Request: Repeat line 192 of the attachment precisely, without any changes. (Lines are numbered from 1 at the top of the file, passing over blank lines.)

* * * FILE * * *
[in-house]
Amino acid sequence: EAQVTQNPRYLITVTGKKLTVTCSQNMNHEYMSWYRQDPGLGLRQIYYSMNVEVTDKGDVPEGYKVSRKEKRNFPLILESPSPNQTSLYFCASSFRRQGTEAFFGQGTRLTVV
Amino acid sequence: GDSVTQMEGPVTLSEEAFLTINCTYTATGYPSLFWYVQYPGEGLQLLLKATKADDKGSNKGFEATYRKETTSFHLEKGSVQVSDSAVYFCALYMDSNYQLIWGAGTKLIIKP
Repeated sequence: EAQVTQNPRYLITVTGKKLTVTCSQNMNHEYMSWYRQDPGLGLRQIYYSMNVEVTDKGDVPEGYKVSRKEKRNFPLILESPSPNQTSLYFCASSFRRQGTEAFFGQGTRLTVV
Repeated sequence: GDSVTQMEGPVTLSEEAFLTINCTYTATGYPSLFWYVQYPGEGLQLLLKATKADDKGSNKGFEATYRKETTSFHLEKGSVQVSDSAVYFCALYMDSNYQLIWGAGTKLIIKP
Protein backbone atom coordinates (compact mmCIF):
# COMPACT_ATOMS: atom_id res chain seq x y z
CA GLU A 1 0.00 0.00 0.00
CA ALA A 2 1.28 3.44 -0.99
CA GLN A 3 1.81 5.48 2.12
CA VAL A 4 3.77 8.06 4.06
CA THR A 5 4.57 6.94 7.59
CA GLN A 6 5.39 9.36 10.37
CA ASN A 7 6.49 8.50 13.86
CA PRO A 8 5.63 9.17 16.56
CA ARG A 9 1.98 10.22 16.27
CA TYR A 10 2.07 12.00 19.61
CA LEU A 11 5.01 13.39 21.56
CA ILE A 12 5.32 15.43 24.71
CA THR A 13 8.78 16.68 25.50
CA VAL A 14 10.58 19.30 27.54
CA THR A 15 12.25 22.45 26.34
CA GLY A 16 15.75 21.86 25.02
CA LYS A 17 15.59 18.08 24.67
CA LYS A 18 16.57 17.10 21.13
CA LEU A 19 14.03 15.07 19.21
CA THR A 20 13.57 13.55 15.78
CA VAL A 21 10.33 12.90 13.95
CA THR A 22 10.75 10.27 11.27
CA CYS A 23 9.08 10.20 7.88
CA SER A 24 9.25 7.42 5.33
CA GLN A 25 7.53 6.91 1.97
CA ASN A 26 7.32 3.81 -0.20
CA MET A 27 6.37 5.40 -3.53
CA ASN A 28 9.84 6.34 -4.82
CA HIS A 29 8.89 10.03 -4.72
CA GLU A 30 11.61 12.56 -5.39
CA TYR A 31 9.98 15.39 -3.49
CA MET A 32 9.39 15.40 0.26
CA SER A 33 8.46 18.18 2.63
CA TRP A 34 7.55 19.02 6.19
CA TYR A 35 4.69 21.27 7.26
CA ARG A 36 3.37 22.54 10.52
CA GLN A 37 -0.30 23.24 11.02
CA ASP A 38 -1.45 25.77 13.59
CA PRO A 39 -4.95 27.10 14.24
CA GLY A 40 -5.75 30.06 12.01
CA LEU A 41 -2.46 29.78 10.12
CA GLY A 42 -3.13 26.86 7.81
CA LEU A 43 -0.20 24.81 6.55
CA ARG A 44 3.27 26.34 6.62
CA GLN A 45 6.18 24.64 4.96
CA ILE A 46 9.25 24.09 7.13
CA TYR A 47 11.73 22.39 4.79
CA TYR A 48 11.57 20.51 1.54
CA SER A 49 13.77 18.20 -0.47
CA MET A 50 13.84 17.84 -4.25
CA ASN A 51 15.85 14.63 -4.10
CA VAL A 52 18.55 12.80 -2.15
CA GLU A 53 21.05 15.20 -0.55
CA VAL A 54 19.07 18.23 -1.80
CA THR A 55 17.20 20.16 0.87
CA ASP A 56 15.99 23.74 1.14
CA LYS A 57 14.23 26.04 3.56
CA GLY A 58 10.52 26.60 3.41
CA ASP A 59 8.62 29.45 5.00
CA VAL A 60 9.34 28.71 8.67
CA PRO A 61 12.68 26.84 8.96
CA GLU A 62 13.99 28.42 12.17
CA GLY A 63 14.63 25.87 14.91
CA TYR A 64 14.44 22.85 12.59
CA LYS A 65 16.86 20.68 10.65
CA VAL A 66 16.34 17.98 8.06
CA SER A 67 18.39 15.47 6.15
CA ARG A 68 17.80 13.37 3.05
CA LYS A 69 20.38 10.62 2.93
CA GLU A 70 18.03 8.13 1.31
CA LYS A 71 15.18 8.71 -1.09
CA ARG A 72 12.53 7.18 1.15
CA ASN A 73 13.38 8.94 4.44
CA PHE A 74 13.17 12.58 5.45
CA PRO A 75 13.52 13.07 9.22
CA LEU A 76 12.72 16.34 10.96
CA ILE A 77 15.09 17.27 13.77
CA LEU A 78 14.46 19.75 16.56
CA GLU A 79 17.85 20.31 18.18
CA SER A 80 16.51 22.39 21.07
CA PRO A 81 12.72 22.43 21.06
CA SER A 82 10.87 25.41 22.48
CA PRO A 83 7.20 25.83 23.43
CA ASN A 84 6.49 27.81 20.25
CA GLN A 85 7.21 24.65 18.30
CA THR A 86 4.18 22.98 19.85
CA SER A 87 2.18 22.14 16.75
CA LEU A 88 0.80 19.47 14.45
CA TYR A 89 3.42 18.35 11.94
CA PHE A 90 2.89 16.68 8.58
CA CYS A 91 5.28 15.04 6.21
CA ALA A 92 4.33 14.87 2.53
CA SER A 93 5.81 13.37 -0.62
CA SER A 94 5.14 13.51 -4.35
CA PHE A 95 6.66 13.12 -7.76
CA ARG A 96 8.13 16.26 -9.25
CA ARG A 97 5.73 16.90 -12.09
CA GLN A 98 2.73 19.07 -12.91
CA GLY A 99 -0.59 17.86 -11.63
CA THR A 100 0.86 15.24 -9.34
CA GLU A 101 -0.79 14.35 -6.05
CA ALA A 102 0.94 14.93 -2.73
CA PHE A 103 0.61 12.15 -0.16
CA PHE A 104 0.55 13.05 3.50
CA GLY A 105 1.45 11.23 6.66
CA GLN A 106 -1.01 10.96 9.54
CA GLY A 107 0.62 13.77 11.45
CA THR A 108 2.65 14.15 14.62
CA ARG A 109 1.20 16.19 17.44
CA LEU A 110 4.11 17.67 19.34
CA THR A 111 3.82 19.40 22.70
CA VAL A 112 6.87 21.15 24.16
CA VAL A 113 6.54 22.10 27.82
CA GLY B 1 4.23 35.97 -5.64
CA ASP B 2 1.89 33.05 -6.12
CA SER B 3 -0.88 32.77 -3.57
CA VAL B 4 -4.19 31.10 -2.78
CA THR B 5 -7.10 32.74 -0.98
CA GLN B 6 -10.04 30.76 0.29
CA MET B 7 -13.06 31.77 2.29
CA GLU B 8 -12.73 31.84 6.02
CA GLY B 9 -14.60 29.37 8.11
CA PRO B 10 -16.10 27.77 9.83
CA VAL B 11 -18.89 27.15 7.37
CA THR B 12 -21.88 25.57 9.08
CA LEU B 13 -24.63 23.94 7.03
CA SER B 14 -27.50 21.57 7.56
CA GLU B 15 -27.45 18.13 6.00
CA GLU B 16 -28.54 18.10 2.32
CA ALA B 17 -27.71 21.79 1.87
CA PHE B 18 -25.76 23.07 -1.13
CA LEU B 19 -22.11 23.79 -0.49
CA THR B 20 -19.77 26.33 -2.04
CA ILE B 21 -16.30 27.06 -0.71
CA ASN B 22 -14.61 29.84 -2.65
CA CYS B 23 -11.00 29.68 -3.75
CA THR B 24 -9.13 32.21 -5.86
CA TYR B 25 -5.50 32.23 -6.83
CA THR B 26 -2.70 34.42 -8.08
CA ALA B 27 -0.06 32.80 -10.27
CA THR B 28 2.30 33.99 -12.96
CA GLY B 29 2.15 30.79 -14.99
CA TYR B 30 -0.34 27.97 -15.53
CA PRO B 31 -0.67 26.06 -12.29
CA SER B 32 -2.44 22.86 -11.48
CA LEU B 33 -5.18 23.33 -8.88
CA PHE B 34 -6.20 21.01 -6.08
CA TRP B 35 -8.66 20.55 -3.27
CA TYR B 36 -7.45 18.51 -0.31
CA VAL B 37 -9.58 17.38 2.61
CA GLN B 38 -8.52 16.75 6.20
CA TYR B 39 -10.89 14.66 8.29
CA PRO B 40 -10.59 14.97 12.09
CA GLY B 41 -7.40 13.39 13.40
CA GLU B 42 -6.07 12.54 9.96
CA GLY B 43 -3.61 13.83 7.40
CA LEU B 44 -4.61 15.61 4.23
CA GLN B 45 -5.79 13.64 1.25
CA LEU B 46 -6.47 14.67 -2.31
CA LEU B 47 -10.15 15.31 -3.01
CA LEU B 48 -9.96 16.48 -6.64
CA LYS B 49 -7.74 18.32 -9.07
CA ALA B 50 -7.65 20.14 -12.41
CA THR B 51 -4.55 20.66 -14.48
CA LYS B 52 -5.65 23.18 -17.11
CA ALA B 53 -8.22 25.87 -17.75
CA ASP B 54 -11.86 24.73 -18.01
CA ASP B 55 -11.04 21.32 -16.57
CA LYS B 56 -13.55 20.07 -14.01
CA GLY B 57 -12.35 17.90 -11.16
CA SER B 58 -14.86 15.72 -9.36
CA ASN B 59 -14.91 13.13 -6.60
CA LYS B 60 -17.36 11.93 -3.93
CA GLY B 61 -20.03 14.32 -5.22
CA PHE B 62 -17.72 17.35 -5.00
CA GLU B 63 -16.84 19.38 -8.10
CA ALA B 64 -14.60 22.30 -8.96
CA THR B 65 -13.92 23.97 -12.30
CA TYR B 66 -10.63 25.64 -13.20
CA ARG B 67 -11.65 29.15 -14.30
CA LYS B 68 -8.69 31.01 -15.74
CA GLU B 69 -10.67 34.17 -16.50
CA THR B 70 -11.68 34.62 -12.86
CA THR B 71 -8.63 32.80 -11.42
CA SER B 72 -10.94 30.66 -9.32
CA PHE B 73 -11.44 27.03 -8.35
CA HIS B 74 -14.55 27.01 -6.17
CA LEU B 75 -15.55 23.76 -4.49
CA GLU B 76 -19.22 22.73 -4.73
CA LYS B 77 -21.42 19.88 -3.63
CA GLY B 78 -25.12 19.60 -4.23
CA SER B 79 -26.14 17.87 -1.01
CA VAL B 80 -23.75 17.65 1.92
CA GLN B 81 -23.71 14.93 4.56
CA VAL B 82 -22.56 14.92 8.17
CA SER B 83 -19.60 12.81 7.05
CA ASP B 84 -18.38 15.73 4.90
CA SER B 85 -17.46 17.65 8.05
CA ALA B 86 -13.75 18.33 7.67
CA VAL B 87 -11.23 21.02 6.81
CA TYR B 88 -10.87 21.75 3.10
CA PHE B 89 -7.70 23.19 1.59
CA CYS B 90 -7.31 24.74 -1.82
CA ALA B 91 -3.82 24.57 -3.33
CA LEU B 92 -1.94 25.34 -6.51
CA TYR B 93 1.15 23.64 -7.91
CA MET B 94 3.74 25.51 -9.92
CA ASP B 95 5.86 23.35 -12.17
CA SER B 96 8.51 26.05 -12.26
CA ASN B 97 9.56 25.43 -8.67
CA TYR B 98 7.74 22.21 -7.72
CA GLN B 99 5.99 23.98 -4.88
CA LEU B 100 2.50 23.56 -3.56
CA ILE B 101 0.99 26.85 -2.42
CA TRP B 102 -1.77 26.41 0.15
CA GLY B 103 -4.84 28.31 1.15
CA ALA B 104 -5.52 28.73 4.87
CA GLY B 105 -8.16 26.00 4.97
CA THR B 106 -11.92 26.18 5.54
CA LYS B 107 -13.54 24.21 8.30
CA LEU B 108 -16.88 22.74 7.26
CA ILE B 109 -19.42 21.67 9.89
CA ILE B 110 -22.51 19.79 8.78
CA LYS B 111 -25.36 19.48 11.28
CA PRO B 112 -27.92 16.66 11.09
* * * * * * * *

CA SER B 72 -10.94 30.66 -9.32